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Quasicrystal Metasurfaces: Dual-Function Holography and Diffraction Technology

In a study published in eLight, scientists have significantly advanced metasurface technology by creating a novel design. This design projects holographic images and produces special diffraction patterns using a quasicrystal's ten-fold rotation symmetry. The ultra-thin material merges the unique properties of quasicrystals with advanced light manipulation techniques.

Quasicrystal Metasurfaces: Innovating Holography and Diffraction

The demonstrated QCMs can reconstruct holographic images and display diffraction patterns simultaneously. Silicon nanofins are arranged in the Penrose tiling pattern as illustrated by the 2D color image on the surface of the quartz substrate to form the QCM. The letter “A” chosen as a holographic image is reconstructed at the predefined distance by the phase distribution of the QCM. And the far-field diffraction pattern with ten-fold rotation symmetry is generated due to the quasi-periodic array. The unit cells in the bottom right corner indicate the cyan thick rhomb and pink thin rhombs of Penrose tiling. Image Credit: Chi Xu, Ruizhe Zhao, Xue Zhang, Shifei Zhang, Xin Li, Guangzhou Geng, Junjie Li, Xiaowei Li, Yongtian Wang, Lingling Huang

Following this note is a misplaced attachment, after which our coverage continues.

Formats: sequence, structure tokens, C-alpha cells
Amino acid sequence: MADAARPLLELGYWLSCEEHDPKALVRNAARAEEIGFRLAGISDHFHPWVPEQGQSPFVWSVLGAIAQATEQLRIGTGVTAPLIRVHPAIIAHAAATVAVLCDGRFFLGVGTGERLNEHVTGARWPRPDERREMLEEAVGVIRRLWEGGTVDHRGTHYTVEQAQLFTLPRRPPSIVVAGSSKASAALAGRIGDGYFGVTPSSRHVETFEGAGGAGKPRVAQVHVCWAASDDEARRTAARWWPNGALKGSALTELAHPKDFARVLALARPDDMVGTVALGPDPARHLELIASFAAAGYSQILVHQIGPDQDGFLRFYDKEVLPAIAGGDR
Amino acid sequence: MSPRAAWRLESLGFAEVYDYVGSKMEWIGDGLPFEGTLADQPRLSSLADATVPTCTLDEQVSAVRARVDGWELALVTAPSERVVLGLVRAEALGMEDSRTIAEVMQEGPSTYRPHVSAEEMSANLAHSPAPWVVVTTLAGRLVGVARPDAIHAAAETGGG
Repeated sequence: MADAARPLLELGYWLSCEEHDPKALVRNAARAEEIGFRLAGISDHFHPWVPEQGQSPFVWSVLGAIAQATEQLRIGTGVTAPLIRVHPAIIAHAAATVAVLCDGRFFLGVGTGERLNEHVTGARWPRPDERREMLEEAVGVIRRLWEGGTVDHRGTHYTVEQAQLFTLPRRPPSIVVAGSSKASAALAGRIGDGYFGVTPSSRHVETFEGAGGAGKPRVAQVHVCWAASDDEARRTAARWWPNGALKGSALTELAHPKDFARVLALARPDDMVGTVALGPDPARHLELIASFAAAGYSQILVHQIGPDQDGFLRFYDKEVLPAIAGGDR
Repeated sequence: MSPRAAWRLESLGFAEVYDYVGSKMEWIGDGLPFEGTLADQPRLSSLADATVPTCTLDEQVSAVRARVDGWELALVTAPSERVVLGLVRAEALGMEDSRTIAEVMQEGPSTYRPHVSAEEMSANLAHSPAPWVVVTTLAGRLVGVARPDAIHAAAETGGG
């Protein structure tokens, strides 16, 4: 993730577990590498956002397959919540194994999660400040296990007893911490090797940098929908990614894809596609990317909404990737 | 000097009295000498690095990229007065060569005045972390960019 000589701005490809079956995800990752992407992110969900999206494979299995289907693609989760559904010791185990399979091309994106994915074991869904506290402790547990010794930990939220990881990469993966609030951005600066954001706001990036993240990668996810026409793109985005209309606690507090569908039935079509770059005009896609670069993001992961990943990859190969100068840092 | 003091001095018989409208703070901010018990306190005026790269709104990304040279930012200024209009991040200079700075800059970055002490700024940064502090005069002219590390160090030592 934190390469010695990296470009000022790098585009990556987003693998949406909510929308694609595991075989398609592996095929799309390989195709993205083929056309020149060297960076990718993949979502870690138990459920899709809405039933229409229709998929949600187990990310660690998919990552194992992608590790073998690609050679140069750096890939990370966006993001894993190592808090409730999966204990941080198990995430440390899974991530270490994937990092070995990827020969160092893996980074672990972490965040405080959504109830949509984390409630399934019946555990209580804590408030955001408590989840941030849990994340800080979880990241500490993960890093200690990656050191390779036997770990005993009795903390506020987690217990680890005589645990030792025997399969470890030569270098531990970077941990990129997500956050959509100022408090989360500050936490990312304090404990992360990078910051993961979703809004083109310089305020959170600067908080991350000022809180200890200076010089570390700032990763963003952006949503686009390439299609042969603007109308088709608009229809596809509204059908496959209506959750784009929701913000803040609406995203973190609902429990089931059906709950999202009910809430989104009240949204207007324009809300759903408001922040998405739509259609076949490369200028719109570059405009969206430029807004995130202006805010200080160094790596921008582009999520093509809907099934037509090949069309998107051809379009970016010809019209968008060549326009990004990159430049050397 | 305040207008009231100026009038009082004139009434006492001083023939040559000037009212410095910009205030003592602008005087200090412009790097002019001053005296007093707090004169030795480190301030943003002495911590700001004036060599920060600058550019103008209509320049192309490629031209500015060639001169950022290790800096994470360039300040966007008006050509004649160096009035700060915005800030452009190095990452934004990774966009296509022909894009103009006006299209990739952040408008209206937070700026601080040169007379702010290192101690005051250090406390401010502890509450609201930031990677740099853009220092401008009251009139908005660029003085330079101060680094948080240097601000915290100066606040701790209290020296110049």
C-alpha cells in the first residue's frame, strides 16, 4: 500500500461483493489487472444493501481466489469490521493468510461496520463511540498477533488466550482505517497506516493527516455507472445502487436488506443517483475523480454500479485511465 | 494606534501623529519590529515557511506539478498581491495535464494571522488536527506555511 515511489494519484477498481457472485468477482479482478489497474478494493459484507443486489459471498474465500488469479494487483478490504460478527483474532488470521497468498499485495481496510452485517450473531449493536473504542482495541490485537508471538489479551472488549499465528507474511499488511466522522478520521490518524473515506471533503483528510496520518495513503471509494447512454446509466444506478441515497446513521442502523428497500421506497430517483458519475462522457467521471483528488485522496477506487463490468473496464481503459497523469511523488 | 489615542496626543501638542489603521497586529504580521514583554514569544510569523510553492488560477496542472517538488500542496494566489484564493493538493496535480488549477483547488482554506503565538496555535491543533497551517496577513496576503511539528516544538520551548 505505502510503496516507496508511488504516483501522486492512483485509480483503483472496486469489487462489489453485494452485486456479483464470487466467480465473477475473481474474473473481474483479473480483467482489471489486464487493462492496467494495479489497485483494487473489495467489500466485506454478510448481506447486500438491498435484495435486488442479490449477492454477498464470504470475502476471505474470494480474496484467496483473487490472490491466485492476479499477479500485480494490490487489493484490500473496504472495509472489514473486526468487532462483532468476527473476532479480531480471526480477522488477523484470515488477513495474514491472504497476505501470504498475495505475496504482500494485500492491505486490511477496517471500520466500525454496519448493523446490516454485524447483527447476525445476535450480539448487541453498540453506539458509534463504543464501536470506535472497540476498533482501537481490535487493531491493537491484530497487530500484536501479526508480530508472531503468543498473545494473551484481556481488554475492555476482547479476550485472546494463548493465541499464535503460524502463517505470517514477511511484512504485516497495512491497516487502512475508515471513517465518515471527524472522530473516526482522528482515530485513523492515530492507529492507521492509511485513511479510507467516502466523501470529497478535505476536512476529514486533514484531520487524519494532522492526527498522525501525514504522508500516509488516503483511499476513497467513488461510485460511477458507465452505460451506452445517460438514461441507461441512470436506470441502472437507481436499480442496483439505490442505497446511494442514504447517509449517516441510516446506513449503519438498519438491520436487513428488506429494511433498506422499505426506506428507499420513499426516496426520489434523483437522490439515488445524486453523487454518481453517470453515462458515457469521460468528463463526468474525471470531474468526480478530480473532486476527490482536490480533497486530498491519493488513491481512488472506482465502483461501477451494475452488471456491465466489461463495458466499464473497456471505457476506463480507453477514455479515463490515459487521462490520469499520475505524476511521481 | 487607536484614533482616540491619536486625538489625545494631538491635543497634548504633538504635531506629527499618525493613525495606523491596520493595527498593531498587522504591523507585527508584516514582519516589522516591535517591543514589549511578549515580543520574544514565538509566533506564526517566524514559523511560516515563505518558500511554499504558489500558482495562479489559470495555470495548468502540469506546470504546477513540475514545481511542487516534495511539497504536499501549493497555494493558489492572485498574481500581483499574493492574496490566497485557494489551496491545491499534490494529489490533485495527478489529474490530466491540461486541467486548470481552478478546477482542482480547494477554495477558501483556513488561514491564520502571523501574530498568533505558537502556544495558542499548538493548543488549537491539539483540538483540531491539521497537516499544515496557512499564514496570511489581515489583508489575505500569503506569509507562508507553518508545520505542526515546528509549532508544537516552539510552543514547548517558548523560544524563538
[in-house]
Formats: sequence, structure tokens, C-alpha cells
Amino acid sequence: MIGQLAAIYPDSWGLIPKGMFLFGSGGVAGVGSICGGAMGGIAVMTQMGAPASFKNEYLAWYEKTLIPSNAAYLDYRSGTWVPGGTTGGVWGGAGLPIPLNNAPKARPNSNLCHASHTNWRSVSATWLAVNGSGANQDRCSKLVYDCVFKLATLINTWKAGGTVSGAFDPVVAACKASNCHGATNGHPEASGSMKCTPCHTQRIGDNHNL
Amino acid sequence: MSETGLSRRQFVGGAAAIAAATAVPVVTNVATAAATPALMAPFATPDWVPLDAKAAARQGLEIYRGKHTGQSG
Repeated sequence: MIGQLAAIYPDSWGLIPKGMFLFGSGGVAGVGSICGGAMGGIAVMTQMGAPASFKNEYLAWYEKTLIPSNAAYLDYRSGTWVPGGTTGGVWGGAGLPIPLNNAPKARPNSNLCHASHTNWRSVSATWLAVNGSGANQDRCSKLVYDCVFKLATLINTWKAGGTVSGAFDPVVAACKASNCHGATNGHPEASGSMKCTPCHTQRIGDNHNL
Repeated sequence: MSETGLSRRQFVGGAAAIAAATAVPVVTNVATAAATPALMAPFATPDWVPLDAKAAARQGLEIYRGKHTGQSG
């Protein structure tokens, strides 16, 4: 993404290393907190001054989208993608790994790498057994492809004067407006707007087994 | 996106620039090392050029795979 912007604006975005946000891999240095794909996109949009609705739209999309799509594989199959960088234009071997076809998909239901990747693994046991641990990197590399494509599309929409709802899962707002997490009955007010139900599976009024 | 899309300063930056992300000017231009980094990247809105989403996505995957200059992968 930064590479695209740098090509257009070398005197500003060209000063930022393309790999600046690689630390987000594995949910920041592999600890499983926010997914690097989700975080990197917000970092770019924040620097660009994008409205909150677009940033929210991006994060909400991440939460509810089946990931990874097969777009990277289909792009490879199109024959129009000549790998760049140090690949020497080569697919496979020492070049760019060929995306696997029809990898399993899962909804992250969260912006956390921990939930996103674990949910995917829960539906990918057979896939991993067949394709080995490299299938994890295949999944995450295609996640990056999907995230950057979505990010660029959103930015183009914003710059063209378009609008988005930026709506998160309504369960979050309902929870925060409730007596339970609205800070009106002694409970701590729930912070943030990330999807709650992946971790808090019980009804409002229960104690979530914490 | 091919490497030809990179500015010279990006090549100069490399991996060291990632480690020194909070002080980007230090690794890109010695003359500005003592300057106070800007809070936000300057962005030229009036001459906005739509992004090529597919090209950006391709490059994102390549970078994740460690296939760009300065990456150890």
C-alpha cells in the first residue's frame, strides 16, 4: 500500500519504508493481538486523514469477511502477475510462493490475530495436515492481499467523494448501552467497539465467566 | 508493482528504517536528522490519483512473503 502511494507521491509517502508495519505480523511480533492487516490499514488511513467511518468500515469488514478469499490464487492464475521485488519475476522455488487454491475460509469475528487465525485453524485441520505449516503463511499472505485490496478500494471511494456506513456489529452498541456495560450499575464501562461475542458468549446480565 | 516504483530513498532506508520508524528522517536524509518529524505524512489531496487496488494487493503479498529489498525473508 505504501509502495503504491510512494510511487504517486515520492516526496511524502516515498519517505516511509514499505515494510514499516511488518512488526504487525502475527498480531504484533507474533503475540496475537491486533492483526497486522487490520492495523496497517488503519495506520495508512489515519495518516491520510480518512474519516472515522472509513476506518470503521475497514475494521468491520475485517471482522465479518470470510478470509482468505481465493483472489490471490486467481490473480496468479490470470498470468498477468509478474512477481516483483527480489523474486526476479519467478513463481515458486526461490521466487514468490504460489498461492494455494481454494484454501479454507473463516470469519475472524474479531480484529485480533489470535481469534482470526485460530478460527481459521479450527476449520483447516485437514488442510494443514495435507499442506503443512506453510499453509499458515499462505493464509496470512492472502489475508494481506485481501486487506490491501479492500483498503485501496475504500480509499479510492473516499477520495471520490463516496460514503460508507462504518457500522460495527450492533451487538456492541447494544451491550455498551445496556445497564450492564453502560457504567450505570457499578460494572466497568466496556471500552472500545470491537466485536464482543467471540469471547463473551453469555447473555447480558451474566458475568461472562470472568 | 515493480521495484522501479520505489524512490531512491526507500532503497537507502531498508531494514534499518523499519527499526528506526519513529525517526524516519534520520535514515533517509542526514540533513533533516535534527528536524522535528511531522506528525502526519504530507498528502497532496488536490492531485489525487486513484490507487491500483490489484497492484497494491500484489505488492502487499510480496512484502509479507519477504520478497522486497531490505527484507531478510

Metasurfaces, renowned for their capability to manipulate light in unique ways, offer the potential for a new generation of ultra-thin devices. These applications include holographic displays, light switching, and advanced security features.

Traditionally, metasurfaces have relied on tiny structures known as meta-atoms arranged in regular grids. This new design deviates from convention by positioning these meta-atoms in a complex, quasicrystal pattern. Quasicrystals are organized but lack repetitive structures, enabling the metasurface to perform dual functions simultaneously.

The metasurface can manipulate the phase of light to recreate an image at a specific distance, effectively generating holographic displays. Additionally, the quasicrystal arrangement of meta-atoms produces unique light diffraction patterns visible in the far field.

This novel design offers substantial advantages over traditional metasurfaces. Its multifunctionality allows a single metasurface to carry out two tasks at once, streamlining device design. Moreover, the quasicrystal configuration provides enhanced precision in light manipulation. This approach, which merges the global symmetry of a metasurface with the localized response of meta-atoms, adds new functionalities.

These innovations herald a new era of ultra-thin devices with promising applications. They could lead to high-resolution, slim holographic displays suitable for various uses, ultra-fast and efficient light-switching devices, and intricately designed diffraction patterns for 3D imaging and optical security.

For instance, this technology could enhance security features, such as diffractive elements for anti-counterfeiting and secure communication. Additionally, by simultaneously monitoring the wavefront and diffraction patterns, this technology could reveal new insights into the unique properties and responses of multi-substance quasicrystals.

Journal Reference:

Xu, C., et. al. (2024) Quasicrystal metasurface for dual functionality of holography and diffraction generation. eLight. doi:10.1186/s43593-024-00065-7

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